I’ve been noticing more and more that people, in general, are less concerned with anyone else in the world. Their focus is completely on their own, little, limited world and how it relates to who they are and what they want and what they need. Anyone else’s needs – if they don’t directly relate to their own – are outside of that scope and are of no importance. It’s plain and simple; black and white; cut and dry.

Last month I wrote about personal space and the increasing lack thereof. In the post, I particularly pointed out how people can’t even park in their parking spaces properly (as if parking between the two lines was akin to brain surgery), and a reader pointed out that these are probably the same people who never learned to color within the lines in kindergarten.

Driving on the roads is like experiencing a demolition derby. People switch lanes whenever they want without looking to see if you’re next to them or not; or people refuse to give up the left lane (what we used to call the passing lane or the fast lane back in the day) because of a sense of entitlement – even though everyone else is passing them on the right!

Shopping in the stores (especially around the Christmas season; but I’ve also been noticing it at other times of the year) has been enough to keep me out of them and do as much of my shopping online. I’d rather pay a few more dollars for an item and have it shipped than deal with people who have no sense of common decency or decorum. No, you don’t have to dress like you’re going to the opera (though I’ve been to the opera, and you see everything from ratty jeans to jewels and furs sitting next to each other) but can you at least take the curlers out of your hair and leave the slippers at home?

And did you see the news over the past couple of years about Black Friday sales and stampedes? There was a time that the term “Black Friday” referred to the day of the year when the stores’ books would go from being “in the red” (a reference to the red pen used in accounting to show a negative number) to being “in the black” (a reference, again, to the pen color used in accounting to show a profit). It was not meant to stand for the color of death from people being trampled to death or shot over sales items.

Then the other day it hit me like a flash of lightning! Just like the people who can’t park between two lines are the same people who couldn’t color within the lines in kindergarten, we’re seeing the rise of the generations that got a gold sticker for everything they did! These are the kids that never learned what it was like to lose, because in sports, and spelling bees, and every type of competition, everyone gets a trophy just for participating. We no longer celebrate graduation from High School and College – now we celebrate graduating from grade to grade every year with caps and gowns and tassels and gifts! When I graduated from one class to the next, we had no ceremony – we got our last report card and were told where to report in the fall.

When I was growing up, we learned what it was like to participate and LOSE – we didn’t get a trophy for participating; we didn’t get a green ribbon for showing up; we didn’t get a gold star for coming in 7th, and we certainly didn’t get a graduation party every year – we learned the disappointment of losing to others who were better than we were, and it spurred us on to work harder to achieve something. Our parents spanked us and yanked the hair at the back of the neck when we did something bad – and we damn-well deserved every single one of them!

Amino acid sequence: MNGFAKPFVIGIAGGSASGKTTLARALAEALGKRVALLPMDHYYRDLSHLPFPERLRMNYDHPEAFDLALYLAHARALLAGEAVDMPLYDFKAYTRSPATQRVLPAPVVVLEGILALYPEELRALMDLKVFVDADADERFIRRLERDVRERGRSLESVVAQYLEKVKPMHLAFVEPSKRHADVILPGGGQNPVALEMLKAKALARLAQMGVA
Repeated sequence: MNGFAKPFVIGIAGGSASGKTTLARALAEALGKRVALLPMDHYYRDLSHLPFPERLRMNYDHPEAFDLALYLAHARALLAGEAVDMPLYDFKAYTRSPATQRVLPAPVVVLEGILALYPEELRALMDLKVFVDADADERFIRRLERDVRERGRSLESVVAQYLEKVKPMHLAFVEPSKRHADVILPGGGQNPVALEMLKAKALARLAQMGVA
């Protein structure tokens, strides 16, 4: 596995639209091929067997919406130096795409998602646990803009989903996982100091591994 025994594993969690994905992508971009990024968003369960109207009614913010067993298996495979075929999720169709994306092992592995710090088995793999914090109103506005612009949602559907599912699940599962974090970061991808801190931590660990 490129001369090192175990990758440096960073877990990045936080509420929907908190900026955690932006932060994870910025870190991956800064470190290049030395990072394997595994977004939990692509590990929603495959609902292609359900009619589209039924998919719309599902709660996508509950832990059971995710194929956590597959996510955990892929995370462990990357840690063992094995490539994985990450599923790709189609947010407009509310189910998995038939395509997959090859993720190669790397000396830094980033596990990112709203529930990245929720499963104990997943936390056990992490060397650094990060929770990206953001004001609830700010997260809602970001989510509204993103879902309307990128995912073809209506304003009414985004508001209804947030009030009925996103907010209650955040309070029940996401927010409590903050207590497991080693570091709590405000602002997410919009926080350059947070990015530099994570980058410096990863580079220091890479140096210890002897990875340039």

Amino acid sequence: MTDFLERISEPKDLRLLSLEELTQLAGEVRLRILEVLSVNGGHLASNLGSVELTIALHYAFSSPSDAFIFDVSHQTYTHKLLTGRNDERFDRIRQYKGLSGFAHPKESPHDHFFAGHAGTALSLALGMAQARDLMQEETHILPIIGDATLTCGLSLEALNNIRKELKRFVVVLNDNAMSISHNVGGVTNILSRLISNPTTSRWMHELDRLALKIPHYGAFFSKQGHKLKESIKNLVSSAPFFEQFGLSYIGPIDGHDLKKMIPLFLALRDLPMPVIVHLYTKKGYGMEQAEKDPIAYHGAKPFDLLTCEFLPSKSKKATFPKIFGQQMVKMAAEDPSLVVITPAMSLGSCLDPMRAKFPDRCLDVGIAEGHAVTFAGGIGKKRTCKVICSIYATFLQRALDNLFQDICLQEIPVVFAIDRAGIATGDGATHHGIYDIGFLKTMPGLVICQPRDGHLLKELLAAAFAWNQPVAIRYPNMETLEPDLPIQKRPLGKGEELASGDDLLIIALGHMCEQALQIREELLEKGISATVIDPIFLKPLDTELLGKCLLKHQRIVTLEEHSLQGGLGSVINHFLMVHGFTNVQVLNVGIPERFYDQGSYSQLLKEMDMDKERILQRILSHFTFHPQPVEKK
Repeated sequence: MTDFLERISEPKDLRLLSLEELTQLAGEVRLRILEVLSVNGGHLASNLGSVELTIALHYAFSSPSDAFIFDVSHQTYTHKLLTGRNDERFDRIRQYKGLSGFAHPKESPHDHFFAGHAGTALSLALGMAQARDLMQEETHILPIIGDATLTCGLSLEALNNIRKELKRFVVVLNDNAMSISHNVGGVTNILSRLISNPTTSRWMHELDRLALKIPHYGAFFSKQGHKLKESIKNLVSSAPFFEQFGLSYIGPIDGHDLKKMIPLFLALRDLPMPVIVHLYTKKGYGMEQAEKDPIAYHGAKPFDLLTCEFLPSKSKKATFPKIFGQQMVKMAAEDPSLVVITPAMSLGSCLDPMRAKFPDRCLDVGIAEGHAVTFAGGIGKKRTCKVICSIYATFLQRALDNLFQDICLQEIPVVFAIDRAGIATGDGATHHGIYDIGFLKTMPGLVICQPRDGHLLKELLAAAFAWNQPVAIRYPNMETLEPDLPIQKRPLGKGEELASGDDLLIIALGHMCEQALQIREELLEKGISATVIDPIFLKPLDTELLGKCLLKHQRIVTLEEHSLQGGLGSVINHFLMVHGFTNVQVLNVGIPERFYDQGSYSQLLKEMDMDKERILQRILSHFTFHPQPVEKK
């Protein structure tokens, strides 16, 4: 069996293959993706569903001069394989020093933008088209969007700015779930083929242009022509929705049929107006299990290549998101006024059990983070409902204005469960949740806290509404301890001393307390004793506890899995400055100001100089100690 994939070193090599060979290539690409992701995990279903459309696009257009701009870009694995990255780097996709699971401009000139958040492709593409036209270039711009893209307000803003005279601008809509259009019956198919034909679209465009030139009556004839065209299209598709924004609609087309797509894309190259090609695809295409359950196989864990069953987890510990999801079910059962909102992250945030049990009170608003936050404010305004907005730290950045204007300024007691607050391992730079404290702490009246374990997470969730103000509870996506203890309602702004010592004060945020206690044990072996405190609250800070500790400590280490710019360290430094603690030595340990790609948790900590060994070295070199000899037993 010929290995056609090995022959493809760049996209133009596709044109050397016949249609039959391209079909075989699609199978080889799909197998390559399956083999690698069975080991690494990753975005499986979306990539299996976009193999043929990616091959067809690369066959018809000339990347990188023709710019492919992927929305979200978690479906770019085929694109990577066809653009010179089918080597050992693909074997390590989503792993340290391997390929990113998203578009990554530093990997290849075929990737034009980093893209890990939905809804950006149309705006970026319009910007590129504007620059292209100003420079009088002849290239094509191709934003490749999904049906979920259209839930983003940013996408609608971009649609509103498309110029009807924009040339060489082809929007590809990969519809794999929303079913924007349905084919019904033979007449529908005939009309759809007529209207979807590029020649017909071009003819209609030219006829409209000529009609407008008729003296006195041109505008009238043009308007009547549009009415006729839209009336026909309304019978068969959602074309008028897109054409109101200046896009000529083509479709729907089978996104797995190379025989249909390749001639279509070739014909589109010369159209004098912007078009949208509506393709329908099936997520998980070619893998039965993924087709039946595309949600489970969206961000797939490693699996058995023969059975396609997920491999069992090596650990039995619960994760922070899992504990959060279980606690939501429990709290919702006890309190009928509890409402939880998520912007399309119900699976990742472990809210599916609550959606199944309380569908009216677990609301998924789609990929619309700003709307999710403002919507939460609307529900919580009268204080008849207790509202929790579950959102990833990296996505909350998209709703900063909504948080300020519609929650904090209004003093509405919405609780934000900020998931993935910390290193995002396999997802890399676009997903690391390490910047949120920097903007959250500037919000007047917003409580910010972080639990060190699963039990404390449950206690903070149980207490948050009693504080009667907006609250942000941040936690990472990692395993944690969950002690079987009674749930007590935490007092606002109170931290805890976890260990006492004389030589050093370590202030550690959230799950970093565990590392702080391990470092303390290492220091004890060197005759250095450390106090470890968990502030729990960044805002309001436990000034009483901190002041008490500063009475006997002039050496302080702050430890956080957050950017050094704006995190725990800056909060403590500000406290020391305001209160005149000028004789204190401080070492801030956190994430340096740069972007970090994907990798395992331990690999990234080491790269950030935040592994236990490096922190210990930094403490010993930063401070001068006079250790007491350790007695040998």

It was once told to me that “every child needs a pat on the back – except it needs to be a little bit harder and a little bit lower.” I tend to agree – which differs from child abuse. It taught me (and my brothers) what was wrong and inappropriate. And for the most part, we got that paddling on the ass (always with the bare hand) and we learned not to do that again.

We’re on a Cesar Milan kick (because of the dogs, of course), and he emphasizes the importance of rules, limitations, and boundaries for dogs. You teach them to wait with exercises; you don’t give them full reign to do whatever they want or they will not respect you.

Sound familiar?

These same practices should also apply to humans. Those children who never learned rules, limitations, and boundaries are the adults of today trampling over everyone else in the stores to be the first to get the prize because they were never taught that it’s inappropriate. They’re also the same adults who continue to drive in the fast/passing lane – not because they’re driving fast, or passing; but because they want to be in that lane, and you can’t make them move! They never learned respect.

These are also the same “adults” who feel that it’s okay to shoot someone on a subway train because you don’t like that they are a fan of another sports team (yes, this really happened). They never learned that inappropriate behavior is – well, inappropriate!

Hopefully, we’ll see a shift in this pattern. Already we’re seeing changes in the new generations with their interests in the old ways of doing things (sometimes with a modern spin on them). Even in religion, there is increased interest of the traditional among the younger generation (the 20-somethings). Maybe they’re our hope to stop that proverbial pendulum swinging in the wrong direction and start working it back toward center.

And they won’t even get a gold star for doing it.